A few years ago, I had the opportunity to visit the London Central Mosque with a group of students from a Christian university in the U.S. who were studying the topic of Middle East relations. As we arrived at the mosque, the air was filled with a mixture of nervousness and anticipation: this was a new experience for most of us. What would it be like?
Our Guide Omar
We waited a few minutes at a guard station for Omar, our escort, to arrive. The women we saw were all much more heavily veiled than we were, even though the women in our group had taken care to dress modestly and to cover their heads with scarves, as had been recommended to us when the tour was set up.
We seemed to stir up a bit of curiosity among the mosque-goers. Omar, who is the chief PR person for the mosque, was an excellent and genial host. He had a heavy beard, was very young (probably mid-20s), of Afghan background and therefore darker skinned, with a white skull cap. He was in Western dress – a button-down shirt and trousers.
A Lesson in Mosque Etiquette
Before we walked into the prayer hall, we were required to remove our shoes and put them on shelves – a shoe rack of sorts. I wish I’d had time to read the sign that outlined mosque etiquette but we were moving too quickly. At a glance, I saw that one of the first rules was that anyone coming for prayer should refrain from eating onion or garlic or anything that would cause bad breath and distract other people. That might be a good rule for our churches as well! They were also admonished to wear clean socks. Women should refrain from wearing perfume because it might excite desire among the men.
After removing our shoes, we all sat down on the carpeted floor in the middle of the prayer hall to listen to Omar. It was a stunningly beautiful room, more beautiful and full of light than any cathedral I’ve ever seen. But, then again, I kind of overdosed on cathedrals as a child growing up in France so perhaps what I admired was the novel aspect of the architecture.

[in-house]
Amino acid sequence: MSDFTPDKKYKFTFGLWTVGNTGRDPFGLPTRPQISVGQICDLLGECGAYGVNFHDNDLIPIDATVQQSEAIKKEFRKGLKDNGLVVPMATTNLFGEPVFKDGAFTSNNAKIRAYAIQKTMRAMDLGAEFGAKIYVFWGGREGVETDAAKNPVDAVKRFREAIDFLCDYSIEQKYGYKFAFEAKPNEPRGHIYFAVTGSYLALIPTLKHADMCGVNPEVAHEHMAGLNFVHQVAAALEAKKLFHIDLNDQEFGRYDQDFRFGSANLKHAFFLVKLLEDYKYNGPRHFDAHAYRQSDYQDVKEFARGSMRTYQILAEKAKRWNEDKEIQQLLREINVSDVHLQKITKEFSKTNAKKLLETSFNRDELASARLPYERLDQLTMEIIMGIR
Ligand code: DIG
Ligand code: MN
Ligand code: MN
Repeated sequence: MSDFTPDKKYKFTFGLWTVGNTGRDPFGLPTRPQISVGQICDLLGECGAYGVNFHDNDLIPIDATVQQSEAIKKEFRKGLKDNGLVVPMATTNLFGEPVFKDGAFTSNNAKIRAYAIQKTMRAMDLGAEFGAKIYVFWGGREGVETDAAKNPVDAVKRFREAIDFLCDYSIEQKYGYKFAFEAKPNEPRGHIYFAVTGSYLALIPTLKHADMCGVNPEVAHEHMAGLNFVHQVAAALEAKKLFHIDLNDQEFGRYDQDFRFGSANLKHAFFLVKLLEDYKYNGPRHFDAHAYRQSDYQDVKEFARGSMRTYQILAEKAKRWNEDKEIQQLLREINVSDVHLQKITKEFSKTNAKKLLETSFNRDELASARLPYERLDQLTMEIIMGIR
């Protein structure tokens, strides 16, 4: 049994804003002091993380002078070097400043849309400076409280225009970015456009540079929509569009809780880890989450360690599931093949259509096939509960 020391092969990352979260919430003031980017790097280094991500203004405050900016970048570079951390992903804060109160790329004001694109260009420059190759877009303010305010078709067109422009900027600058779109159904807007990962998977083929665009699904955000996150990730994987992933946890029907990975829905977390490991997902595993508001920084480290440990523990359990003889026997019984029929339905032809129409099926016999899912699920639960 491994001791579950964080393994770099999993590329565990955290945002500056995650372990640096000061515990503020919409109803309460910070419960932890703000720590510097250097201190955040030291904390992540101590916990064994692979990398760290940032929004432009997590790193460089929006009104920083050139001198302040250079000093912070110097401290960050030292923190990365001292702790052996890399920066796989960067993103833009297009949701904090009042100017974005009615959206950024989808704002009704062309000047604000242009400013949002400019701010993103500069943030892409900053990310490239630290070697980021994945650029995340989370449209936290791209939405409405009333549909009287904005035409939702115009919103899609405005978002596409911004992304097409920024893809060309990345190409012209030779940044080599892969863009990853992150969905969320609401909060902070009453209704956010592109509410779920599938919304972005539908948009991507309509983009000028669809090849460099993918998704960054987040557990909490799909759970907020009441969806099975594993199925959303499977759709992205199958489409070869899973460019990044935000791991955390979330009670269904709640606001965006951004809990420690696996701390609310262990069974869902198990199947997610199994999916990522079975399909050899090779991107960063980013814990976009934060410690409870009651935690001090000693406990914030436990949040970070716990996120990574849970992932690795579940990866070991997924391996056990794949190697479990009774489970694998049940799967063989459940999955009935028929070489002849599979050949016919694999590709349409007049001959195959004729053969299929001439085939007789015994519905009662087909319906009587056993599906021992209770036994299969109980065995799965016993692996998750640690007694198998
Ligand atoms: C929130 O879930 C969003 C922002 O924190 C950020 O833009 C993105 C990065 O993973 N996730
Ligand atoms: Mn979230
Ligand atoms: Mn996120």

Point to Ponder: Pray Continually
Muslims pray five obligatory prayers per day, and are encouraged to do so in congregation with other Muslims. This encourages a discipline and builds a sense of fraternity and community among those who pray, and an opportunity for them to exchange thoughts and help each other with problems. Can you imagine the wonderful things that could happen if Christians prayed fervently five times a day, every day? Consider putting this theory into practice and setting an alarm on your phone or other device to go off at five preset times during the day as a reminder to drop everything and focus on what’s most important: God and prayer.
Barefoot Inside the Prayer Hall
It helped that the hall was decorated in my favorite color: blue. The room was domed and the ceiling painted in different shades of blue. Just below the domed ceiling were beautiful Arab inscriptions, also in blue. There were bookshelves along part of the wall. No icons, no pictures, no statues.
It was pretty quiet, this not being a Friday or the mosque’s most popular prayer time, with people (only males) praying or sitting in small groups. Some were lying on the floor (one guy was snoring until his mobile phone – another mosque no-no – woke him up).
Omar was a very good teacher, using a question and answer method. One of the first things Omar clarified was that removing shoes is in no way an act of worship. It’s just common sense: it’s to keep the carpet clean. He spoke for nearly an hour about the five pillars and I found his method of explanation very clear and easy to understand. I was struck by how sincere and passionate he was about devotion to God, about prayer, about giving to others, about fasting and about his own pilgrimage to Mecca.
A Poignant Moment
The atmosphere was quiet and peaceful as he spoke and there was a nice breeze floating in from the open windows. It rather reminded me of nursery nap time. A scene that really marked me was the sight of a little blond-headed boy, probably about two years old, kneeling to pray beside his dad.
A visit to a mosque, while perhaps controversial for some Christians, can be an excellent way of gaining insight into the Islamic faith and of praying for Muslims “on location.”
For a suggested half-day’s itinerary of the Regent’s Park area of London, see Walk 5: Parks & Recreation.